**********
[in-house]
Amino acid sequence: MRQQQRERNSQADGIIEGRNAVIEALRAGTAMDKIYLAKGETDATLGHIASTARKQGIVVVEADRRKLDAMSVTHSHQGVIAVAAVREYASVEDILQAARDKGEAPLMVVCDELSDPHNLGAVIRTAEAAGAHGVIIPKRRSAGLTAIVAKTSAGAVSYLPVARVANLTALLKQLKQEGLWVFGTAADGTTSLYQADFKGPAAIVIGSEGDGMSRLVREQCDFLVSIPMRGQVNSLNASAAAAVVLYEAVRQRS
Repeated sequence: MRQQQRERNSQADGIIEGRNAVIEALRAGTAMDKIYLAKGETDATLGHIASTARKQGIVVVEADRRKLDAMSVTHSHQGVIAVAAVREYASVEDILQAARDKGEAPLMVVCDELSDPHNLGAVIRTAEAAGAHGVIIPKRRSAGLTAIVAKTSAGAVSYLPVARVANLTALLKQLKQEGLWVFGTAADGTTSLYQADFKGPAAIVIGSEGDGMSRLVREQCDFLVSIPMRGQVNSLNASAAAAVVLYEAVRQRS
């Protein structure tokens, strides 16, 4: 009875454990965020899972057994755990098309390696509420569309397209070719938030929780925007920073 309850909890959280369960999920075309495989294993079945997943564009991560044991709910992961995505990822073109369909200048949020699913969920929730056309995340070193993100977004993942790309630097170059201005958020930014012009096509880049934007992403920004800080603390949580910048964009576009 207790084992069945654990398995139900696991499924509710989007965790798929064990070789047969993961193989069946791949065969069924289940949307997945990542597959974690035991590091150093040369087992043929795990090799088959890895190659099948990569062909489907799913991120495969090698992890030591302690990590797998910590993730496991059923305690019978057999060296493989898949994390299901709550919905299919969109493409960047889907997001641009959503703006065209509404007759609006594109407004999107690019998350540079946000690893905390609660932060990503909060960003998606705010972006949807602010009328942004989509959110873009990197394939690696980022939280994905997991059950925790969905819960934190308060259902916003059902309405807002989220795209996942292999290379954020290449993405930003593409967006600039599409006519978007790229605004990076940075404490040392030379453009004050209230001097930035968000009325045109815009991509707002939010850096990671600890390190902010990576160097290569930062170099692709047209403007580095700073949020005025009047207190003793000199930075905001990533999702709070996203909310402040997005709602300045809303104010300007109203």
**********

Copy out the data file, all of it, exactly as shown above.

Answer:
[in-house]
Amino acid sequence: MRQQQRERNSQADGIIEGRNAVIEALRAGTAMDKIYLAKGETDATLGHIASTARKQGIVVVEADRRKLDAMSVTHSHQGVIAVAAVREYASVEDILQAARDKGEAPLMVVCDELSDPHNLGAVIRTAEAAGAHGVIIPKRRSAGLTAIVAKTSAGAVSYLPVARVANLTALLKQLKQEGLWVFGTAADGTTSLYQADFKGPAAIVIGSEGDGMSRLVREQCDFLVSIPMRGQVNSLNASAAAAVVLYEAVRQRS
Repeated sequence: MRQQQRERNSQADGIIEGRNAVIEALRAGTAMDKIYLAKGETDATLGHIASTARKQGIVVVEADRRKLDAMSVTHSHQGVIAVAAVREYASVEDILQAARDKGEAPLMVVCDELSDPHNLGAVIRTAEAAGAHGVIIPKRRSAGLTAIVAKTSAGAVSYLPVARVANLTALLKQLKQEGLWVFGTAADGTTSLYQADFKGPAAIVIGSEGDGMSRLVREQCDFLVSIPMRGQVNSLNASAAAAVVLYEAVRQRS
């Protein structure tokens, strides 16, 4: 009875454990965020899972057994755990098309390696509420569309397209070719938030929780925007920073 309850909890959280369960999920075309495989294993079945997943564009991560044991709910992961995505990822073109369909200048949020699913969920929730056309995340070193993100977004993942790309630097170059201005958020930014012009096509880049934007992403920004800080603390949580910048964009576009 207790084992069945654990398995139900696991499924509710989007965790798929064990070789047969993961193989069946791949065969069924289940949307997945990542597959974690035991590091150093040369087992043929795990090799088959890895190659099948990569062909489907799913991120495969090698992890030591302690990590797998910590993730496991059923305690019978057999060296493989898949994390299901709550919905299919969109493409960047889907997001641009959503703006065209509404007759609006594109407004999107690019998350540079946000690893905390609660932060990503909060960003998606705010972006949807602010009328942004989509959110873009990197394939690696980022939280994905997991059950925790969905819960934190308060259902916003059902309405807002989220795209996942292999290379954020290449993405930003593409967006600039599409006519978007790229605004990076940075404490040392030379453009004050209230001097930035968000009325045109815009991509707002939010850096990671600890390190902010990576160097290569930062170099692709047209403007580095700073949020005025009047207190003793000199930075905001990533999702709070996203909310402040997005709602300045809303104010300007109203």